Inside 4 Welwyn Cres, Coorparoo, which sold for $5.025m in 2018.Source:Supplied

KALINGA

The tiny, up-and-coming suburb in Brisbane’s inner north made it into the million dollar club for the first time in 2017/18.

Its median house price broke through the $1 million barrier in late 2017 and currently sits at $1.04 million.

In November, 2017, records show the offmarket sale of a house at 119 Nelson Street for $4 million set a new price record for the suburb.

MANLY

Brisbane’s bayside is a sleeping giant only held back by lack of stock, according to one of Manly’s leading agents.

The suburb set a new sale price record for both houses and units in the past financial year.

Marc Sorrentino of Place Manly recently sold a unit in the seaside suburb for a whopping $1.2 million — smashing the previous record price paid for an apartment there by $345,000.

10 QLD suburbs that smashed records in 2017/18

This apartment at 301/177 Melville Tce, Manly, has sold for $1.2m.Source:Supplied

A couple from Sydney snapped up the luxurious three-bedroom, two-bathroom pad at 301/177 Melville Terrace, which had been advertised for offers over $1.1 million.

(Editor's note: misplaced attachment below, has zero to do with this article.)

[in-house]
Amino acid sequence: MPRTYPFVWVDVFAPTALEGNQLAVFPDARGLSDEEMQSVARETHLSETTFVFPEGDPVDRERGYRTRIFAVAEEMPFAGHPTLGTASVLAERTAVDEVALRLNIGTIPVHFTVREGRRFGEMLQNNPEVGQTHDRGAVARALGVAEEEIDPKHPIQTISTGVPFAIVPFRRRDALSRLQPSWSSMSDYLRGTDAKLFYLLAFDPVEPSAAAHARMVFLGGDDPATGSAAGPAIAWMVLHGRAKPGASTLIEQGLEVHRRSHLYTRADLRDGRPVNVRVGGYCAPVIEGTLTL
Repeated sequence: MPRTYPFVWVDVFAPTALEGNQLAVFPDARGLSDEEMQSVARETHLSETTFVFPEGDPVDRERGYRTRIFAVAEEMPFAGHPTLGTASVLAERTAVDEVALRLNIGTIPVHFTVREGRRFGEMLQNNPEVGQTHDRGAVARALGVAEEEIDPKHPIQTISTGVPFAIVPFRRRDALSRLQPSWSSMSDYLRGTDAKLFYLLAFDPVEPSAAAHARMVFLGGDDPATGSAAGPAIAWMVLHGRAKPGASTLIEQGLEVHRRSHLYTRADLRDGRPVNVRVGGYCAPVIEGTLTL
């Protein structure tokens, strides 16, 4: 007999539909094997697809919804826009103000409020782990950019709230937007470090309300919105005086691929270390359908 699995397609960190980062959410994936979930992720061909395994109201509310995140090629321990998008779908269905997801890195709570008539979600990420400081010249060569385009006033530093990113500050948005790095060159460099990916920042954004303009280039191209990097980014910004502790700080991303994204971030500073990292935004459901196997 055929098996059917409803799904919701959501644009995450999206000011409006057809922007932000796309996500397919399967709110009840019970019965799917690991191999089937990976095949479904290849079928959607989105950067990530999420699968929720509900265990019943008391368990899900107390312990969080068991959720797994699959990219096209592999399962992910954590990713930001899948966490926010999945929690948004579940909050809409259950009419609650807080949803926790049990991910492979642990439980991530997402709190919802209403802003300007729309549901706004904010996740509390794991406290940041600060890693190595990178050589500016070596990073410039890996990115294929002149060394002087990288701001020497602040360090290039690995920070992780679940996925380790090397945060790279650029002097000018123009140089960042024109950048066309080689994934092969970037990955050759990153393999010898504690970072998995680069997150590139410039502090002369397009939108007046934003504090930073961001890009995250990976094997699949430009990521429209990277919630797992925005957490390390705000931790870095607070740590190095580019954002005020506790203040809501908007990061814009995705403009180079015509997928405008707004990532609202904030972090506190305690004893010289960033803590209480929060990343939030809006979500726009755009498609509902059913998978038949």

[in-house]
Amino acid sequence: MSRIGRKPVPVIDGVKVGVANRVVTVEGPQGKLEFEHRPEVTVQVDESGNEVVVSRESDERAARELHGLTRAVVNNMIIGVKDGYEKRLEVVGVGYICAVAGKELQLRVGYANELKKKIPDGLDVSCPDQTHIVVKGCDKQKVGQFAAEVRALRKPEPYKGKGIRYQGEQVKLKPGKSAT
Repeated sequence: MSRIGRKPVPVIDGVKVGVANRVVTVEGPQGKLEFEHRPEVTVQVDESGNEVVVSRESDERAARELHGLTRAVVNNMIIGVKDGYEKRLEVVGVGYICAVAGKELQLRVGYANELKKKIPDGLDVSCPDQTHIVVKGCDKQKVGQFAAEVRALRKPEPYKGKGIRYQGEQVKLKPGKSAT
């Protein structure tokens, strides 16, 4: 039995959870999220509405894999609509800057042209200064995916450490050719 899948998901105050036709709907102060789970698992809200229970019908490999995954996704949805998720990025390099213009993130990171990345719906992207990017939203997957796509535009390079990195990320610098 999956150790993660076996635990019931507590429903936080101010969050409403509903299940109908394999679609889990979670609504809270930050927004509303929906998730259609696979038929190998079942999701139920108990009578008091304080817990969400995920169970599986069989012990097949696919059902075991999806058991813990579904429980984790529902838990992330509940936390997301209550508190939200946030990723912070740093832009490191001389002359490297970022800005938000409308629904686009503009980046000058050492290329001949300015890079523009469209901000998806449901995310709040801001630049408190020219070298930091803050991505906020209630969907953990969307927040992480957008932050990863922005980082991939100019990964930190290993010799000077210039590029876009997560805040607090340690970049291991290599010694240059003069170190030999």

The median unit price in Manly, just 15km from Brisbane’s CBD, is $485,000, according to property research firm CoreLogic.

Late last year, Mr Sorrentino sold a family home on a huge, waterfront block at 497 Royal Esplanade for $3.9 million — smashing the suburb record for the sale price of a house.

10 QLD suburbs that smashed records in 2017/18

The sale of this house at 497 Royal Esp, Manly, set a new record for the suburb.Source:Supplied

“I keep saying it’s Australia’s best kept secret, but you watch. The prices are just going to keep going up and up and up,” he said.

“There’s just been a lack of good stock.”

SUNSHINE BEACH

The sale of a beach house in Sunshine Beach for $18 million in March set a new price record for the entire Sunshine Coast region.

10 QLD suburbs that smashed records in 2017/18

This mansion at 21-23 Webb Rd, Sunshine Beach, QLDSource:Supplied

The seven-bedroom, eight-bathroom property at 21-23 Webb Road was bought by David Russell, the owner of private equity group Equis Energy.

Just streets away, former tennis star Pat Rafter’s beachfront home sold for $15.2 million to Betty’s Burger founder David Hales, within weeks of the Webb Road sale.

10 QLD suburbs that smashed records in 2017/18

The former home of tennis star Pat Rafter at 46 Seaview Tce, Sunshine Beach.Source:Supplied

SURFERS PARADISE

A whopping 1398 units were sold in the Gold Coast’s glitziest suburb in the past financial year — more than any other property type in any other suburb.